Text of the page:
Because Gcal is not primarily designed for the purpose of having a high precision astronomical calculation tool, the world currently has to live with these limitations. But if you have C source code functions, which
and you want to grant them to the public, I would be very pleased if you would contact me so I am able to implement your result to a next release of this software.
Some words to the build-in country specific holidays now…
As you certainly know, there are several other calendar systems actually existing around the world among the Gregorian calendar. The Gregorian calendar that Gcal mainly represents as a software is only one calendar of many others, but it is that one which is most respected around the world today. Even countries which use another calendar system officially mostly respect the Gregorian calendar for civil and administrative purposes.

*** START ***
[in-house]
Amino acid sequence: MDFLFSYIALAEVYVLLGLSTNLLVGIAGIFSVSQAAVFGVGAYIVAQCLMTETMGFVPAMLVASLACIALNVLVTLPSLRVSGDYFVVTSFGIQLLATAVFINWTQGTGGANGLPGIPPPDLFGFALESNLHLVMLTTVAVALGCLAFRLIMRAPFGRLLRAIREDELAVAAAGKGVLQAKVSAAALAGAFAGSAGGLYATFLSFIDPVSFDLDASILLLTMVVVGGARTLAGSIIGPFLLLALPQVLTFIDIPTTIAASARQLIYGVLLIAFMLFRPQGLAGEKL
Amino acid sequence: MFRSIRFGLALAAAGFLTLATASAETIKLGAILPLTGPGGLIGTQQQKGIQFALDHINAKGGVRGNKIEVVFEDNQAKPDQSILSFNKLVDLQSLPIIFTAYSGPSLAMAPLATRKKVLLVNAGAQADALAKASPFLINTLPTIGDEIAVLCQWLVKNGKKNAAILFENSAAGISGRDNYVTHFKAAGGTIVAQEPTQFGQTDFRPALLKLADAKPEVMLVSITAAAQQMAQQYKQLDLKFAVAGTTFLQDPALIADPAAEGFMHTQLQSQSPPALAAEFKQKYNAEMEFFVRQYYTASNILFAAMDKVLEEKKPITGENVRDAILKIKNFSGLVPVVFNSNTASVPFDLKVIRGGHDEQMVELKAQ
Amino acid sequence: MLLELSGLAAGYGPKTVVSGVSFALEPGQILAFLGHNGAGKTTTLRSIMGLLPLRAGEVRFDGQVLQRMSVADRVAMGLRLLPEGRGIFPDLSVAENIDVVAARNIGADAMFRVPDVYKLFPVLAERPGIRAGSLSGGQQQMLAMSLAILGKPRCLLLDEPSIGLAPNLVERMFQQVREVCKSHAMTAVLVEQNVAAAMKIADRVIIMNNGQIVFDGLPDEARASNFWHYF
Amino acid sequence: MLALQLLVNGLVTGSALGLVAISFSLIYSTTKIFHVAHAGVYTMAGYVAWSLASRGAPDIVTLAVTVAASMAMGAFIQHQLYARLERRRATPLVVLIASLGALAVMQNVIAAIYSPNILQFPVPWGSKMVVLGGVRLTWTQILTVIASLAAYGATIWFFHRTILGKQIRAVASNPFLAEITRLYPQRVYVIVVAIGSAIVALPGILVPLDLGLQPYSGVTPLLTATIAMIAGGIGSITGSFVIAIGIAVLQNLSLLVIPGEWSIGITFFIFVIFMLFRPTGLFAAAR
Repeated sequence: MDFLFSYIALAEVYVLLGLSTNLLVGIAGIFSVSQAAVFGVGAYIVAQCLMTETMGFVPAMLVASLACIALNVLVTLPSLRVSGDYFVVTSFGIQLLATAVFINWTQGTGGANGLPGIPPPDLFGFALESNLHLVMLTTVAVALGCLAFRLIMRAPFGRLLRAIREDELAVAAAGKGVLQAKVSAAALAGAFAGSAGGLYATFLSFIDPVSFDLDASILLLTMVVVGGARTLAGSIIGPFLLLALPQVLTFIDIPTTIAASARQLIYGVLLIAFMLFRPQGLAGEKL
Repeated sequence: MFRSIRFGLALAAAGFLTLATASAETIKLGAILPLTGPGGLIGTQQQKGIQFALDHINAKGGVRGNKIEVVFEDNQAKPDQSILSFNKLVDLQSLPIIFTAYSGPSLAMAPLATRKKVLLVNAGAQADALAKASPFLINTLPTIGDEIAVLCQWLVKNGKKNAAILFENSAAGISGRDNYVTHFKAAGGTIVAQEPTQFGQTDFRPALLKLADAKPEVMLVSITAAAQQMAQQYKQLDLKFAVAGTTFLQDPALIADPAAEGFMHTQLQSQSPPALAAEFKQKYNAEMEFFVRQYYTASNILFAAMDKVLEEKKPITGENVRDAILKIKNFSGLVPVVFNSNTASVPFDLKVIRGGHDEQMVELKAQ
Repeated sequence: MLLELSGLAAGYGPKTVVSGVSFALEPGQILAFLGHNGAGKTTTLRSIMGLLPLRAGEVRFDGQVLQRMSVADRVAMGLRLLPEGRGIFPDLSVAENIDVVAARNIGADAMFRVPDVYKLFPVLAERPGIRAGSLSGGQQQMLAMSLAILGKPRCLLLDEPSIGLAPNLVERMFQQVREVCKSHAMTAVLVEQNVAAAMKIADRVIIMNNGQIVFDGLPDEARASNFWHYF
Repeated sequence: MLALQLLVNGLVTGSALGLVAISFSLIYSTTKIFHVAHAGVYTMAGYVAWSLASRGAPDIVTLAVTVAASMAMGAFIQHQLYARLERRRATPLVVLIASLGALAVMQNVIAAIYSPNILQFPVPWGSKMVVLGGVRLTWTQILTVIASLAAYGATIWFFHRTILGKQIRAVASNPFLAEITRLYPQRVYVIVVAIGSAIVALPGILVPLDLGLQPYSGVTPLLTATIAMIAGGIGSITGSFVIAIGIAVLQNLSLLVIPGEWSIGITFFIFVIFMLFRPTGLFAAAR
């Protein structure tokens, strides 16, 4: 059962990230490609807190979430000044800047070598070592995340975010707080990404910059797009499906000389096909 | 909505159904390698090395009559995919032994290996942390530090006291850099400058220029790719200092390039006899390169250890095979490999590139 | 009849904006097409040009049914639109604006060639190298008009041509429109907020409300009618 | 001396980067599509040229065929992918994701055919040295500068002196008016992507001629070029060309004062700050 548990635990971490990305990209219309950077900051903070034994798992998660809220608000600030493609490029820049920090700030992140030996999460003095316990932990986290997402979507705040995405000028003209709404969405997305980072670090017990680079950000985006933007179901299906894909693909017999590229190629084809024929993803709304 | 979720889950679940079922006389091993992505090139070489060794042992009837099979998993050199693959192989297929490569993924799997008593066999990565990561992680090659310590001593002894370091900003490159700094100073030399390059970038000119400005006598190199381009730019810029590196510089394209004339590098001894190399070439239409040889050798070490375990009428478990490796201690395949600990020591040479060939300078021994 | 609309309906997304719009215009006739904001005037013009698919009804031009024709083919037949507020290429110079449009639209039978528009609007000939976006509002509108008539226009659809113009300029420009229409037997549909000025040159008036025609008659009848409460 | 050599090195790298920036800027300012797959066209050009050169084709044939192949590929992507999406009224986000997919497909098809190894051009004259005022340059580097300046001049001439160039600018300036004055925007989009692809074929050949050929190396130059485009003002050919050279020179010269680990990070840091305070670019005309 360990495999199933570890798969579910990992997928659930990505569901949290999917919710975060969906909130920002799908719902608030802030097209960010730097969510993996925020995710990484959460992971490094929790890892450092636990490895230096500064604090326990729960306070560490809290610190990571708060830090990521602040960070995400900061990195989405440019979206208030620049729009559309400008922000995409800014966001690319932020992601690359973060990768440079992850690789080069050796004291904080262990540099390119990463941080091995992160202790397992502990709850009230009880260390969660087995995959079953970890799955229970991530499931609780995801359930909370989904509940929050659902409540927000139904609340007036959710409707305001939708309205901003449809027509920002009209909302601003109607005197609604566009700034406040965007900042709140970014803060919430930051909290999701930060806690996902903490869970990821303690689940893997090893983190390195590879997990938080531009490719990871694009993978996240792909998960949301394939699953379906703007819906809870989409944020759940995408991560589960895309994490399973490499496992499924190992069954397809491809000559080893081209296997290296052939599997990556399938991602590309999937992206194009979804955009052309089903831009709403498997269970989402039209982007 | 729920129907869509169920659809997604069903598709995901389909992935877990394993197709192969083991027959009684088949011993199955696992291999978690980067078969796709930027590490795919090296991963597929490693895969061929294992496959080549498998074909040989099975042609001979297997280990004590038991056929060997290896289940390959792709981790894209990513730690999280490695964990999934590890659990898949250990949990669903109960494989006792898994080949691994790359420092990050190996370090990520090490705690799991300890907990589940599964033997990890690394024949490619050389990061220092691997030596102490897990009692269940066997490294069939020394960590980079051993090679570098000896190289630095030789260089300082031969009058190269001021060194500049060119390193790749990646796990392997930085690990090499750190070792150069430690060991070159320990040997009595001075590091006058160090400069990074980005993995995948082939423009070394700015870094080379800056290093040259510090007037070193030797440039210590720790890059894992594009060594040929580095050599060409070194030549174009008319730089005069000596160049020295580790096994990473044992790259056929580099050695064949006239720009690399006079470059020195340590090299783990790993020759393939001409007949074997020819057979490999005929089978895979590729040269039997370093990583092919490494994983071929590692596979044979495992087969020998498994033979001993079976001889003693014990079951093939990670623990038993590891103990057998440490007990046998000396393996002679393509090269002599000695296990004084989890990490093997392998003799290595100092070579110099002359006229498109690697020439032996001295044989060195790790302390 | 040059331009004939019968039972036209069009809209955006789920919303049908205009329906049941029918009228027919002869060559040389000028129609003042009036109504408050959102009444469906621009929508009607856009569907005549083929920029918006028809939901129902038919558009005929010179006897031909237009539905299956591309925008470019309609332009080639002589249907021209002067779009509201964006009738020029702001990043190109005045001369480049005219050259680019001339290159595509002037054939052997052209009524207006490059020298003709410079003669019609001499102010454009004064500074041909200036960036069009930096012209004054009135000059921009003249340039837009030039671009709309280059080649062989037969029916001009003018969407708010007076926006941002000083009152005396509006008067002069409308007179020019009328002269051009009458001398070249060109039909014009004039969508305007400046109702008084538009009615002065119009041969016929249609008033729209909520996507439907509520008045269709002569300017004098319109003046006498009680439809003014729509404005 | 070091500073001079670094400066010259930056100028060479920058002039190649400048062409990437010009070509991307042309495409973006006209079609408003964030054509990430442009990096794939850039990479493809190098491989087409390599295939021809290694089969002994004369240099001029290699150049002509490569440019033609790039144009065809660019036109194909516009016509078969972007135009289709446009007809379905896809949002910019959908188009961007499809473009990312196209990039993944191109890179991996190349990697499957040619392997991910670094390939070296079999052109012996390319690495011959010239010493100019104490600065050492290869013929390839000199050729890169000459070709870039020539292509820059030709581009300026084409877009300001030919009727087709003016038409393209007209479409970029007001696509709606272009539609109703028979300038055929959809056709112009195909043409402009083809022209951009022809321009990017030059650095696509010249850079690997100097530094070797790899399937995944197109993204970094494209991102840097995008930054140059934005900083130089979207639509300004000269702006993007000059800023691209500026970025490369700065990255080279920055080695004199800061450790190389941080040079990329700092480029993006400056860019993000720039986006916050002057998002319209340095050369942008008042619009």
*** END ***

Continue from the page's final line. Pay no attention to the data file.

But when Gcal offers the ability to include holidays from a definite country
into its eternal holiday list, it is possible that not all holidays are
displayed which are respected in that country. One reason is that my
various sources simply don’t tell me about the existence of a holiday.
A second reason is that the holiday is just designed or changed or removed
by political or society reality during Gcal’s development phase. And another
reason is that the method to calculate a holiday is not build-in Gcal yet.
This case is marked by a ‘#’ character behind the country name in the